Thoughts: It is very unlikely for the Jaguars to only retain three running backs into the season. Last year, the Jaguars kept only three backs and suffered mightly because of it. With potential injuries to all three — Armstead and Blue were already hurt this year –, the Jaguars may look to the waiver wire to find another solution.
Potential options: Josh Adams (Eagles), Wendell Smallwood (Eagles), Boston Scott (Eagles), Elijah McGuire (Jets), Devine Ozigbo (Saints)
Wide Receivers (6): Marqise Lee, Dede Westbrook, C.J. Board, DJ Chark Jr., Chris Conley, Keelan Cole
Thoughts: Keeping six receivers is a smart move by the Jaguars as veteran receiver Marqise Lee is still working his way back from his knee injury. Although Lee is ready and on the practice field, the Jaguars are likely to bring him back slowly during games.
The Jaguars will start Conley and Chark outside with Westbrook in the slot to start the season. As the season progresses look for Lee to take over outside with Cole coming off the bench. Cole also has the ability to play special teams as a return-man and coverage player.
Due to Terrelle Pryor getting hurt, that opened the door for receivers C.J. Board, Tyre Brady, and Tre McBride to make the Jaguars initial 53-man roster. Board won the battle and was the Jaguars second-leading receiver throughout the preseason. Board recorded 10 receptions for 115 yards in four games during the preseason. He was ultimately not targetted during the last preseason game against the Falcons.
The Jaguars may replace Board with a free agent or through the waiver wire.
Potential Options: Pharoh Cooper (Cardinals), Demaryius Thomas (Patriots), Keelan Doss (Raiders), Josh Doctson (Washington), Laquon Treadwell (Vikings)
Tight Ends (4): James O’Shaughnessy, Ben Koyack, Geoff Swaim, Josh Oliver
Thoughts: After Jaguars rookie tight end Charles Jones went down due to a foot injury, it opened the door for tight end Ben Koyack to remain on the team. Due to not being able to compete in the preseason, Jones was ultimately waived. The Jaguars will enter the season with Swaim as the clear-cut starting tight end over O’Shaughnessy. Oliver is still recovering from an offseason hamstring issue that kept him out most of training camp, and the entire preseason.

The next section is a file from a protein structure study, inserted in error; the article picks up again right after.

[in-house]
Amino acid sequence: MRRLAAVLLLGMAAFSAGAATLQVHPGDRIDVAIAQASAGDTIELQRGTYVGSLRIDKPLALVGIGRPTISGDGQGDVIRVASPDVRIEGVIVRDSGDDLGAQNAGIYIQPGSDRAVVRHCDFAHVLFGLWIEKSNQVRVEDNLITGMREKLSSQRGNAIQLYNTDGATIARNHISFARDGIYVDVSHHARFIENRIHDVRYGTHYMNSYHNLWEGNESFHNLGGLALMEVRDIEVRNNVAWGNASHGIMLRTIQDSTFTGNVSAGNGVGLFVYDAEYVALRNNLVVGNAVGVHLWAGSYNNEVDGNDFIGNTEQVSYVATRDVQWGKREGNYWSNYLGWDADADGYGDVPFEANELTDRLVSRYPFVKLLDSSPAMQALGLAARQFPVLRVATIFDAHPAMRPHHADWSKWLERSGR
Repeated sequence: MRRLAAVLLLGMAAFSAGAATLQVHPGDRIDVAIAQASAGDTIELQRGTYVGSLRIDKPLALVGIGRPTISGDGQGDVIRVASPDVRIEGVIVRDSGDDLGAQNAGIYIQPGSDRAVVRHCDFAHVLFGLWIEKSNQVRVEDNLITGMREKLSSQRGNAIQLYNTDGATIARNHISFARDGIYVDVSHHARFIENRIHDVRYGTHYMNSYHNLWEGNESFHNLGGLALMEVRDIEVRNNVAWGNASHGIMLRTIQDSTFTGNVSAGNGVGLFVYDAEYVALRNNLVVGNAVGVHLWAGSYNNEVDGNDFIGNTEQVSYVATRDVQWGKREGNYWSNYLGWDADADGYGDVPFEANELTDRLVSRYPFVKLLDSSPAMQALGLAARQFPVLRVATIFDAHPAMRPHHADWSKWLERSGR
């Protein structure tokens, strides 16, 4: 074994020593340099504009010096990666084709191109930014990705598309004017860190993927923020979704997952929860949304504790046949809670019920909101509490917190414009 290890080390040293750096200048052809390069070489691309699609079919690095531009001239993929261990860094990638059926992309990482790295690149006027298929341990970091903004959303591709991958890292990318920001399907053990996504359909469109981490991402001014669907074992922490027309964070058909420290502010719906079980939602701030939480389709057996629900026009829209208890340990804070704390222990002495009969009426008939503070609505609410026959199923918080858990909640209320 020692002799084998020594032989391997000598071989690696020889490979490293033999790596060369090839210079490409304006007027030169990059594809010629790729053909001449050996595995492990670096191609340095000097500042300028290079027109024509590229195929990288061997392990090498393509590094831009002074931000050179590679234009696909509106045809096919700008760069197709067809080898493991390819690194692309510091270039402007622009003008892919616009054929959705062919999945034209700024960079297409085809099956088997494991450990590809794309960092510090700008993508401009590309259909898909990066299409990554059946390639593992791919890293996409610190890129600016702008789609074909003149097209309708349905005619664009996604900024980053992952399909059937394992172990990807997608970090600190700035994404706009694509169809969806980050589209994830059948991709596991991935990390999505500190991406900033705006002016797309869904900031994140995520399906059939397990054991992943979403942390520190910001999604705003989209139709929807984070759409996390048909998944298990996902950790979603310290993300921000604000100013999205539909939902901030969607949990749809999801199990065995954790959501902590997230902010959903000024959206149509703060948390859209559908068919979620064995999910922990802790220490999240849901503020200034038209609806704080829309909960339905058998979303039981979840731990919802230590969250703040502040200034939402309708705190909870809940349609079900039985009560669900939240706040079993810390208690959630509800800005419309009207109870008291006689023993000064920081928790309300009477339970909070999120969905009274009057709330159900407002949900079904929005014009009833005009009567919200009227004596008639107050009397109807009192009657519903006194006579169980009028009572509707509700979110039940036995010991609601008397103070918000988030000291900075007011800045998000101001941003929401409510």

Koyack could be on a short leash depending on the tight ends waived during the day.
Potential Options: Luke Wilson (Raiders), Will Tye (Eagles), Dwayne Allen (Dolphins)
Offensive Linemen (9): A.J. Cann, Brandon Linder, Andrew Norwell, Tyler Shatley, Brandon Thomas, Cam Robinson, Jawaan Taylor, Will Richardson Jr., Cedric Ogbuehi
Analysis: Perhaps the Jaguars weakest positon group due to lack of depth, the Jaguars still retained the players they needed to here. Cann, Linder, Norwell, Robinson, Taylor, Richardson, and Ogbuehi were always going to make it. The Jaguars could eventually bring back tackle Josh Wells, but Leonard Wester’s days as a Jaguar are over. He will likely be released with an injury settlement when healthy.
As of right now, Ogbuehi will enter the season as the Jaguars swing-tackle, with Richardson Jr. able to play right tackle in a pinch.
The Jaguars absolutely could upgrade on the interior with players such as Tyler Shatley and Brandon Thomas on the bottom end of the position group, however, there may not be much in the way of help on the market.
Potential Options: John Jerry (Bengals)
Defensive Linemen (10): Josh Allen, Eli Ankou, Lerentee McCray, Taven Bryan, Yannick Ngakoue, Calais Campbell, Dawuane Smoot, Abry Jones, Dontavius Russell, Marcell Dareus
Thoughts: The only surprise on this list is Defensive lineman Datone Jones being left off of it. The veteran produced plenty during training camp and the preseason. During the preseason he notched 11 tackles, three tackles-for-loss, a quarterback hit, and one blocked kick. This was all while playing five different positions on defense.
The Jaguars opted to keep third-year defensive tackle Eli Ankou. Ankou played well during the preseason, however, the Jaguars could have kept their rotation stronger had they retained Jones. Nevertheless, this is the best position group on the roster.
There will not be very much of a reason for the Jaguars to go to the waiver wire, however, I would not completely rule it out.
Potential Options: Jachai Polite (Jets)
Linebackers (6): Myles Jack, Leon Jacobs, Najee Goode, Quincy Williams, Joe Giles-Harris, D.J. Alexander